NEWS: Sony announce Full HD HDR TVs

Discussion in 'Sony TVs Forum' started by Mark Hodgkinson, Feb 15, 2018.


    1. Mark Hodgkinson

      Mark Hodgkinson
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    2. GhostRider17

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      This is interesting. I game on a 43" Sony and I've wondered if I would notice the difference in 4K? Supersampled games on my ps4pro look stunning and I know HDR would make them look even better. But then if I was going to buy a new tv I think I'd just go 4k/HDR even at that screen size provided I could find one that uses a VA panel.
       
    3. edd handforth

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      Fine for me as have restrictive space 50'' in old money . I have a panny p46gy30b that only just fits Edd
       
    4. Loopthrough

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      Hey, long time. I remember you from way back!

      The 50" is likely VA from AUO. If that's the case (more than likely) it's possible the 43" is AUO VA too, which would be great to see because AUO make the best VA panels.

      There currently is a VA Sony FHD in 40" with HDR in the form of the WE663. It's a Samsung panel.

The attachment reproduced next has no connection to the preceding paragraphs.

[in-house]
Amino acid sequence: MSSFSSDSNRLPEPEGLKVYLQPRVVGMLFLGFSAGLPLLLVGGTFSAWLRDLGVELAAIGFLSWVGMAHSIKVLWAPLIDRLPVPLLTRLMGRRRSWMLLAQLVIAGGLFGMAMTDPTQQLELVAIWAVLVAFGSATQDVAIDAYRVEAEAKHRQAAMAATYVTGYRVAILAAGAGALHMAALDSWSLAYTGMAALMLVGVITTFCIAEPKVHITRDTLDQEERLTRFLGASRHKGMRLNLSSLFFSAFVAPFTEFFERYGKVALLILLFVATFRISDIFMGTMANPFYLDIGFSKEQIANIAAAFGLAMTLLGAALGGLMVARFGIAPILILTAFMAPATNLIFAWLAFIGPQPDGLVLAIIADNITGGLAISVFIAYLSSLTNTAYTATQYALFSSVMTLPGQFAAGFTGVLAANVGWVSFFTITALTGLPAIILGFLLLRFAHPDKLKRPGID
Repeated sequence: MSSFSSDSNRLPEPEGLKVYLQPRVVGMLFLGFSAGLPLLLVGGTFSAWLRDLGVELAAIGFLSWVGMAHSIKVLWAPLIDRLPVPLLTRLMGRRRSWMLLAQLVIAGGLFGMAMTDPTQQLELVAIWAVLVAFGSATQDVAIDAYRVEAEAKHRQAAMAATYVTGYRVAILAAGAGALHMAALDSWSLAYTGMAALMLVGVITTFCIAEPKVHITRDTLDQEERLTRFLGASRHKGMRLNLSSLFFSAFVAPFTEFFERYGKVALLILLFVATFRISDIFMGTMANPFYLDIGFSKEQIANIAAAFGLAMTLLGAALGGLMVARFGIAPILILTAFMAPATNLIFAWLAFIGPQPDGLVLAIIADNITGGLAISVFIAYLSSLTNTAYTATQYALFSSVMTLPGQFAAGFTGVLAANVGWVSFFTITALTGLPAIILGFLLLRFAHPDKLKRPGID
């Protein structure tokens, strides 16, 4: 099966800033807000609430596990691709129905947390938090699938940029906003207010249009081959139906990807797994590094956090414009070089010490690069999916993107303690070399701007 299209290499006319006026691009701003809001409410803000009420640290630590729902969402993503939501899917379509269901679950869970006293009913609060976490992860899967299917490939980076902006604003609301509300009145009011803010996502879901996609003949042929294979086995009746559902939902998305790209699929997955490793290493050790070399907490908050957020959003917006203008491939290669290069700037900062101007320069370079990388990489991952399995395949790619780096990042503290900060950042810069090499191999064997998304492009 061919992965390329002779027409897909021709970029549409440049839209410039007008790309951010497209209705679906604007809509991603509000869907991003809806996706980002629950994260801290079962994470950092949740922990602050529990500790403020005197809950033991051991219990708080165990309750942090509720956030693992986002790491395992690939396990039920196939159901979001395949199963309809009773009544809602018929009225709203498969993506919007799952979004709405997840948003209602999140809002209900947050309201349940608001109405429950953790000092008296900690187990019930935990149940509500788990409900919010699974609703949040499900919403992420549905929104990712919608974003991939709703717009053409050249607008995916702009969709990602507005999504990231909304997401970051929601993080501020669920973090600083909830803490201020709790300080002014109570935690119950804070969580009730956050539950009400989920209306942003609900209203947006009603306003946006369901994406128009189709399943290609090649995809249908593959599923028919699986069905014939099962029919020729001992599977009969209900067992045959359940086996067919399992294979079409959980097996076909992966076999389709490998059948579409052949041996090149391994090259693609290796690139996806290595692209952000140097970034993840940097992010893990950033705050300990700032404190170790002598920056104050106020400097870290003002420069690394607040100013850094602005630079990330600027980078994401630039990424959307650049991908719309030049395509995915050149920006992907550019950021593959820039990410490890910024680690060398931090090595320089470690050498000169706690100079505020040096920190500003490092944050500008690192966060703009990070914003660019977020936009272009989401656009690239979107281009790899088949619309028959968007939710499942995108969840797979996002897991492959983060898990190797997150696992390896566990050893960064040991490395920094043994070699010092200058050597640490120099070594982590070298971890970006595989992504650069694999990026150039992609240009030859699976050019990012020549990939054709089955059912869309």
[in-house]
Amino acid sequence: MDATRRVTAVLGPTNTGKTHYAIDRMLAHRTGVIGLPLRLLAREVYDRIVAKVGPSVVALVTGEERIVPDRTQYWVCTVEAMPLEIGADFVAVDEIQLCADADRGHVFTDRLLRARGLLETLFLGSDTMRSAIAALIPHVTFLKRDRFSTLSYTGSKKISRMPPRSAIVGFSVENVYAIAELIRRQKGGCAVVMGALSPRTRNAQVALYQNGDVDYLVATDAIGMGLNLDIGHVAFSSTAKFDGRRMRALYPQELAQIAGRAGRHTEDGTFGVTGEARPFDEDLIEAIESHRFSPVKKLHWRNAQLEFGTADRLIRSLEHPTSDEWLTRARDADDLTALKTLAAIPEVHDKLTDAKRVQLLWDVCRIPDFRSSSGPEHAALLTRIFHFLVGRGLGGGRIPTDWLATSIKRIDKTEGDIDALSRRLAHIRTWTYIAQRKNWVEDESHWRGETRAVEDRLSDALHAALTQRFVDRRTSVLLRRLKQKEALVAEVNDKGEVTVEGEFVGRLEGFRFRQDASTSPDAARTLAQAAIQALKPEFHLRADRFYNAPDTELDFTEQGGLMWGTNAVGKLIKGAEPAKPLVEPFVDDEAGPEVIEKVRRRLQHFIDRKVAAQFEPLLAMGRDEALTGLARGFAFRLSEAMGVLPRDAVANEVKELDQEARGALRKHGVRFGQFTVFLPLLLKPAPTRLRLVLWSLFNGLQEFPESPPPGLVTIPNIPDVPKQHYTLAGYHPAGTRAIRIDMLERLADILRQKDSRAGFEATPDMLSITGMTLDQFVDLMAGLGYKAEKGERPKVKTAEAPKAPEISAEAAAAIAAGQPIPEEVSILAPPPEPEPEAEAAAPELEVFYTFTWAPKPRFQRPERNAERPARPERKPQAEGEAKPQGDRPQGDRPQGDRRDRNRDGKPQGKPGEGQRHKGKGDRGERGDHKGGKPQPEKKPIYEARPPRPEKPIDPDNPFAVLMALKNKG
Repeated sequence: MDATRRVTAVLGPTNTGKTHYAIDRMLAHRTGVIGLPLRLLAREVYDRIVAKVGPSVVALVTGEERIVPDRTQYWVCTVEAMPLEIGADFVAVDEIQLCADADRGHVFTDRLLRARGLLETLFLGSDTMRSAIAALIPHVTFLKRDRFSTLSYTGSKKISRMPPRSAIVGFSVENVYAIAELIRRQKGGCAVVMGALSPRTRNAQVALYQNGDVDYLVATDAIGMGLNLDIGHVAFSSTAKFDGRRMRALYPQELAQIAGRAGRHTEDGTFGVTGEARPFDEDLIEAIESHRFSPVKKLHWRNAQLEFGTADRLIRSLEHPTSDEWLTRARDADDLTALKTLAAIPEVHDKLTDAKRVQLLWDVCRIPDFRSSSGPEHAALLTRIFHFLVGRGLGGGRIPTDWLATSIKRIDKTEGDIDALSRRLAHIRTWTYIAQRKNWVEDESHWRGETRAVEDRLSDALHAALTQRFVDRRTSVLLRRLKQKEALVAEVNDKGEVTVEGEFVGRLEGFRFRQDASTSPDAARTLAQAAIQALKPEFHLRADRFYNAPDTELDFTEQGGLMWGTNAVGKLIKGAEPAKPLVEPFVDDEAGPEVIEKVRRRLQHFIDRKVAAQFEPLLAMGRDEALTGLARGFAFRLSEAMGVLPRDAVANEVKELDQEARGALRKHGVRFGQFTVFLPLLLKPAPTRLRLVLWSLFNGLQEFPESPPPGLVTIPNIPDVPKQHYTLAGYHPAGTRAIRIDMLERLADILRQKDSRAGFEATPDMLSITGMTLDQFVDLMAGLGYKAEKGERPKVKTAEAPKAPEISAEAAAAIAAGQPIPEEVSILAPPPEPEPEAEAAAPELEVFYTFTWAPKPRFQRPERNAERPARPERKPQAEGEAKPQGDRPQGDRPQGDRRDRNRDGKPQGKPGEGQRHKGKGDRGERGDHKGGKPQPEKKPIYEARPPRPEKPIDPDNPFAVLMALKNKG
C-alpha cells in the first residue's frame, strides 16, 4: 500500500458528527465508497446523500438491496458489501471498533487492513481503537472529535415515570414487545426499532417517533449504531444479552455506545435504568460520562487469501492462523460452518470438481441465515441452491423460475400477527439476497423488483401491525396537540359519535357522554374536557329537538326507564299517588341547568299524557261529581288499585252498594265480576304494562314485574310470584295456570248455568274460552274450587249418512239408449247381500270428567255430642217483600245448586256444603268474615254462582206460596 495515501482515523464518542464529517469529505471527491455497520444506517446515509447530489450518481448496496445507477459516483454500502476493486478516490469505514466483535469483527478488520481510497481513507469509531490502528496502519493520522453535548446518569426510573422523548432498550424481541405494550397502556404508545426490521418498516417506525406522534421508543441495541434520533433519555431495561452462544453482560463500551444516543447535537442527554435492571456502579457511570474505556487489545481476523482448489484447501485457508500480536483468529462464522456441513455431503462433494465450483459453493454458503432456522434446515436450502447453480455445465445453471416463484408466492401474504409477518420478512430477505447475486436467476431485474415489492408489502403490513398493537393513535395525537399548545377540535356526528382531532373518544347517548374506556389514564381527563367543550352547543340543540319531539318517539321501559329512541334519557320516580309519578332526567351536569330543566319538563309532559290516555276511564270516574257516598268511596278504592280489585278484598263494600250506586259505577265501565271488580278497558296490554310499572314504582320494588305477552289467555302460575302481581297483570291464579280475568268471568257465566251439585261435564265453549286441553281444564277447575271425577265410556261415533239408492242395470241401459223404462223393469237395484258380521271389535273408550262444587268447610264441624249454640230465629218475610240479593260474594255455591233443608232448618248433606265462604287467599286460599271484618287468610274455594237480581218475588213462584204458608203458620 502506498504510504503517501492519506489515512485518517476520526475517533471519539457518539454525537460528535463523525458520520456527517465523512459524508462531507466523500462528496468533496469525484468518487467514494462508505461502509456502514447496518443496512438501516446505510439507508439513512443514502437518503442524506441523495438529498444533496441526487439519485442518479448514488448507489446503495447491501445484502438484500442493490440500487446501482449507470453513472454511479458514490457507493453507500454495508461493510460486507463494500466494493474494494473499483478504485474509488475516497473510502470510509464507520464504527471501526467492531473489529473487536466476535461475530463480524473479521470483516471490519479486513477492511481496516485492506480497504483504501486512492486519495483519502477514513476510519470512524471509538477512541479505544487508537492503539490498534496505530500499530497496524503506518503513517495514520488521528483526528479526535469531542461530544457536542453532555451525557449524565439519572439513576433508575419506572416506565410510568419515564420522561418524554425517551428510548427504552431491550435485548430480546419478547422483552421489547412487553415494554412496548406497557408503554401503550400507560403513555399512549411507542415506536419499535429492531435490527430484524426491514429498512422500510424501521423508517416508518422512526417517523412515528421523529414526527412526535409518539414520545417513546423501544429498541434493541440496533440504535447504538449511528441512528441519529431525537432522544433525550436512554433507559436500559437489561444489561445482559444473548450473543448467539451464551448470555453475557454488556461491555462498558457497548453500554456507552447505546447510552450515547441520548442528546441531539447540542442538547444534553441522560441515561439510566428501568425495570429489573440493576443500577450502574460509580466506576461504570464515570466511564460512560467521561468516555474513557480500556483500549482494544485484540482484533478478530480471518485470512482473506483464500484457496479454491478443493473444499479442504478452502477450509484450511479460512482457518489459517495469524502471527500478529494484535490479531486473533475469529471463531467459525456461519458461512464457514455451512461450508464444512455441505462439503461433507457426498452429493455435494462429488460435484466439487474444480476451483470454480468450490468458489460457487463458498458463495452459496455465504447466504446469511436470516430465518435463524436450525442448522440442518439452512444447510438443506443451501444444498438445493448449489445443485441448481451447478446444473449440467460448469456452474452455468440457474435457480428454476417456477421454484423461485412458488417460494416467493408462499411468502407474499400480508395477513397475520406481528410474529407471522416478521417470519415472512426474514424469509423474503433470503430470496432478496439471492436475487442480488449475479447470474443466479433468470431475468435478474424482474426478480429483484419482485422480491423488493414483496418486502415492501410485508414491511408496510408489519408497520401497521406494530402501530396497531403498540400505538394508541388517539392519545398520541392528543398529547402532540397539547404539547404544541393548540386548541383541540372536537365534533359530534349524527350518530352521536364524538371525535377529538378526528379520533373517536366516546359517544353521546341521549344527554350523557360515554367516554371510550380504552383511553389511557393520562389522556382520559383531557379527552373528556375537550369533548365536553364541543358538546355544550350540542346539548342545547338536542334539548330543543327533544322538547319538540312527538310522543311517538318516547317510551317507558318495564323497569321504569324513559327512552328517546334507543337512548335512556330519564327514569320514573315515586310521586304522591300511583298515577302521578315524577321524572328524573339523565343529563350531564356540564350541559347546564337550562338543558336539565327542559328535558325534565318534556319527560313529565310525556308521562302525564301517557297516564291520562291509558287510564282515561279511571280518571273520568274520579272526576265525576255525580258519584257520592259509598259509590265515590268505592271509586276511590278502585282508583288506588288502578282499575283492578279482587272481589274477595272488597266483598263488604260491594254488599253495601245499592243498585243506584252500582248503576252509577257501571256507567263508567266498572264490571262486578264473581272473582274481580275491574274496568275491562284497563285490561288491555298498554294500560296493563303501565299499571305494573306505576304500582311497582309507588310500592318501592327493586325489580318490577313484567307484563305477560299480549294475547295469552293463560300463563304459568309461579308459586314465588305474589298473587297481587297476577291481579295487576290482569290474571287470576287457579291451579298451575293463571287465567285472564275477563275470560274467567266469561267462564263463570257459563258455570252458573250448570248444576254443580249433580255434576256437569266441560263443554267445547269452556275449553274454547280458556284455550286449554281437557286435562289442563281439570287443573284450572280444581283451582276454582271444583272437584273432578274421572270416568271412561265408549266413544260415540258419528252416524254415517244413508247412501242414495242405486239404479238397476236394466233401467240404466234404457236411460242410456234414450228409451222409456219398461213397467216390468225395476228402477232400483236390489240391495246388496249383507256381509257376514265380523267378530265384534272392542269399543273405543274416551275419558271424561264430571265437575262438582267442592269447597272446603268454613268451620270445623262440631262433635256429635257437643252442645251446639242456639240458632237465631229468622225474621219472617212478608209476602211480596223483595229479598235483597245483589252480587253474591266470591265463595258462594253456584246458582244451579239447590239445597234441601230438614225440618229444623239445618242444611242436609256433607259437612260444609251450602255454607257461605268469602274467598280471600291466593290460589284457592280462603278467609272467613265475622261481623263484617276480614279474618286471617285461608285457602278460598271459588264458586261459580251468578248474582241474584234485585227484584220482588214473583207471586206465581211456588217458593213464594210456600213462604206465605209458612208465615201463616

These FHD Sonys from 2016-2018 are the best FHD picture they've ever produced. The XRealityPRO is the best version I've ever seen in terms of picture detail and depth. OS is most basic they ever had though. The input lag is also extremely low.
       
    5. johngerard

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      I recall reading some years ago Joe Kane saying that this new video standard of Rec.2020 should be a container that includes everything, essentially, rather than just a specific, cut-and-dried standard with 2160x3840 only etc. - so 1080x1920 with HDR, if the content creator just wants to do that, and further to that, the TVs should then be able to display whatever its capability is from the same signal that a 4K TV would use. So if the TV is 1080 Rec.709 with HDR, it can do that, and leave the rest of the signal, like HFR or the WCG, for example, behind. One size fits all, I suppose. A tall order, but would have been better in the long run, instead of all the fannying about down the line.
       
    6. Ninja Wolfman

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      I really couldn't tell the difference from 1080p to 4K, unless you sit so close to the screen, at least 55" or bigger.

      I've got a 46" 1080p at the current time from 2007, still going strong, use it everyday for gaming.

      HDR done right, yes I can see what everyone are saying, it does make a difference as long as the tv can produce it properly, otherwise it looks washed out.